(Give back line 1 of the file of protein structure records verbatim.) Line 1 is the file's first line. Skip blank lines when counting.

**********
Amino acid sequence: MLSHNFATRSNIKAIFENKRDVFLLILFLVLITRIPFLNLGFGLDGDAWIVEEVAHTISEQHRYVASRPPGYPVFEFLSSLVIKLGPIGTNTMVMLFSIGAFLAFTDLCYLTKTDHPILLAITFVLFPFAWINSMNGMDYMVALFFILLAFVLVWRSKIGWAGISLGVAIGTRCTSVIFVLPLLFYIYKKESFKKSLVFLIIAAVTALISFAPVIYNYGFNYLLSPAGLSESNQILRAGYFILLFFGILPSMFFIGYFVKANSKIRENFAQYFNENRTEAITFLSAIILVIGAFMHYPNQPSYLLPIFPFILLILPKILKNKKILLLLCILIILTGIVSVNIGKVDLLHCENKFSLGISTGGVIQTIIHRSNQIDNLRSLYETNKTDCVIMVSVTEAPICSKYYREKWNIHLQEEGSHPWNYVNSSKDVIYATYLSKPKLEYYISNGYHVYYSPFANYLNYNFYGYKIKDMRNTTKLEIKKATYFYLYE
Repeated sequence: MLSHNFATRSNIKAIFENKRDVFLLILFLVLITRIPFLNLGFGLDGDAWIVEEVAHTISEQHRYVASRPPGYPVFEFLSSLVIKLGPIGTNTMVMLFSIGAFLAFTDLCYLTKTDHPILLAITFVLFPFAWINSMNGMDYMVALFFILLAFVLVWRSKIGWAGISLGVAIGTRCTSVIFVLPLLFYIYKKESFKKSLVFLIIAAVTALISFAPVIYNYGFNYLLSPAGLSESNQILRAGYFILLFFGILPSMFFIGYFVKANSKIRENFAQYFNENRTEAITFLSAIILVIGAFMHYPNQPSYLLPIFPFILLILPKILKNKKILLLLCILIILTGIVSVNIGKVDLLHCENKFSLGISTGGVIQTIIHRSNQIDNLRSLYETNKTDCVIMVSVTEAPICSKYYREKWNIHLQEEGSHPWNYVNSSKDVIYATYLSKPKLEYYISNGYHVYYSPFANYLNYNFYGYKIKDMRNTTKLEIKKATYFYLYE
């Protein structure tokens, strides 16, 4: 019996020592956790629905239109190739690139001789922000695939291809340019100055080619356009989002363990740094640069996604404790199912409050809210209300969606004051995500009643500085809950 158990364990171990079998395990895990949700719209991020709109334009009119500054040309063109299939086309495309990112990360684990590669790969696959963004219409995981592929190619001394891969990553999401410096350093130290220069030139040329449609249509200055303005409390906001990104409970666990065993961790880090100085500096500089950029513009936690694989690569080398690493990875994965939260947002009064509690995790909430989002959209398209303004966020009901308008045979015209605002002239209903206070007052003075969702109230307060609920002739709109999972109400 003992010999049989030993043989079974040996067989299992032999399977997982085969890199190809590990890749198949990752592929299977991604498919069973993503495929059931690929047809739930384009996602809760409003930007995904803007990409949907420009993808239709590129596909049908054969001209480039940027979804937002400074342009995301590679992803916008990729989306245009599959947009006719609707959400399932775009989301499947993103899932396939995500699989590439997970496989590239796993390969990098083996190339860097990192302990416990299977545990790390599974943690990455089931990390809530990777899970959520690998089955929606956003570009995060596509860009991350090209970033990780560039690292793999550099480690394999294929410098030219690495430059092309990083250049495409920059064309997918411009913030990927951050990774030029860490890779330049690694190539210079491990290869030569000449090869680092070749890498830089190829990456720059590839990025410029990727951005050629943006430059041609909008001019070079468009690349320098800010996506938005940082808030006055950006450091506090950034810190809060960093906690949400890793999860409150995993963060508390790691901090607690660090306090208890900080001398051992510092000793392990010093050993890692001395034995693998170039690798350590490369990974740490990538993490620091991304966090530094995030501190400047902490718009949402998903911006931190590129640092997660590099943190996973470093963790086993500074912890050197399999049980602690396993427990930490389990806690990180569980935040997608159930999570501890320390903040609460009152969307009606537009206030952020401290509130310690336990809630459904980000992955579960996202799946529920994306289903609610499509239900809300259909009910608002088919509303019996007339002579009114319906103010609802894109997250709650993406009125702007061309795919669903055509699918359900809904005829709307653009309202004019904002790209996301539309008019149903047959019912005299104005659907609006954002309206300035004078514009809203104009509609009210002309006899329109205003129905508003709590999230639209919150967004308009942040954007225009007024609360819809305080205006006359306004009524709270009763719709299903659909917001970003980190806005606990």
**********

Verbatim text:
Amino acid sequence: MLSHNFATRSNIKAIFENKRDVFLLILFLVLITRIPFLNLGFGLDGDAWIVEEVAHTISEQHRYVASRPPGYPVFEFLSSLVIKLGPIGTNTMVMLFSIGAFLAFTDLCYLTKTDHPILLAITFVLFPFAWINSMNGMDYMVALFFILLAFVLVWRSKIGWAGISLGVAIGTRCTSVIFVLPLLFYIYKKESFKKSLVFLIIAAVTALISFAPVIYNYGFNYLLSPAGLSESNQILRAGYFILLFFGILPSMFFIGYFVKANSKIRENFAQYFNENRTEAITFLSAIILVIGAFMHYPNQPSYLLPIFPFILLILPKILKNKKILLLLCILIILTGIVSVNIGKVDLLHCENKFSLGISTGGVIQTIIHRSNQIDNLRSLYETNKTDCVIMVSVTEAPICSKYYREKWNIHLQEEGSHPWNYVNSSKDVIYATYLSKPKLEYYISNGYHVYYSPFANYLNYNFYGYKIKDMRNTTKLEIKKATYFYLYE